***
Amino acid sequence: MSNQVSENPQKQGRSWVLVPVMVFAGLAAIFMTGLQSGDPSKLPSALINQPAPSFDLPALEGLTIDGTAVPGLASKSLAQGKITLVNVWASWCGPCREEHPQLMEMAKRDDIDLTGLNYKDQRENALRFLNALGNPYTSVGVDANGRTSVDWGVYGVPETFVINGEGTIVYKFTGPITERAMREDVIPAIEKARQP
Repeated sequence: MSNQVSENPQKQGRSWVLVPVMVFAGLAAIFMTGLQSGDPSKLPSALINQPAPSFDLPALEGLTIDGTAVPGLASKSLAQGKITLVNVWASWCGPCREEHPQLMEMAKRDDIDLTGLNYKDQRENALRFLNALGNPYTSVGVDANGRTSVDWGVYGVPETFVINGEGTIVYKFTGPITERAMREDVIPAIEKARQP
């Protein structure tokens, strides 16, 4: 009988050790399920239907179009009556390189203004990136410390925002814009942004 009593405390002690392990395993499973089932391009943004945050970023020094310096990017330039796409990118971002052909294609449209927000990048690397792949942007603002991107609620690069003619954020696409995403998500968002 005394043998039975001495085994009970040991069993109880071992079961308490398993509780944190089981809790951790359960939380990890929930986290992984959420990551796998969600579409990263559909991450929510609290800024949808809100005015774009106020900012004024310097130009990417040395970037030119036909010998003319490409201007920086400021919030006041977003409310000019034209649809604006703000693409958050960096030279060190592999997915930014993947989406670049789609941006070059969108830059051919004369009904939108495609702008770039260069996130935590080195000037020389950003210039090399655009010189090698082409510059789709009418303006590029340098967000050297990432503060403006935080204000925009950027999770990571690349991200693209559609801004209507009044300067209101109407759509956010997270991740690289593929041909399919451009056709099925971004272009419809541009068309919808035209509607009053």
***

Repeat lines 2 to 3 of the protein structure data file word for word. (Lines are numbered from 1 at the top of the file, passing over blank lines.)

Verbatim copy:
Repeated sequence: MSNQVSENPQKQGRSWVLVPVMVFAGLAAIFMTGLQSGDPSKLPSALINQPAPSFDLPALEGLTIDGTAVPGLASKSLAQGKITLVNVWASWCGPCREEHPQLMEMAKRDDIDLTGLNYKDQRENALRFLNALGNPYTSVGVDANGRTSVDWGVYGVPETFVINGEGTIVYKFTGPITERAMREDVIPAIEKARQP
């Protein structure tokens, strides 16, 4: 009988050790399920239907179009009556390189203004990136410390925002814009942004 009593405390002690392990395993499973089932391009943004945050970023020094310096990017330039796409990118971002052909294609449209927000990048690397792949942007603002991107609620690069003619954020696409995403998500968002 005394043998039975001495085994009970040991069993109880071992079961308490398993509780944190089981809790951790359960939380990890929930986290992984959420990551796998969600579409990263559909991450929510609290800024949808809100005015774009106020900012004024310097130009990417040395970037030119036909010998003319490409201007920086400021919030006041977003409310000019034209649809604006703000693409958050960096030279060190592999997915930014993947989406670049789609941006070059969108830059051919004369009904939108495609702008770039260069996130935590080195000037020389950003210039090399655009010189090698082409510059789709009418303006590029340098967000050297990432503060403006935080204000925009950027999770990571690349991200693209559609801004209507009044300067209101109407759509956010997270991740690289593929041909399919451009056709099925971004272009419809541009068309919808035209509607009053």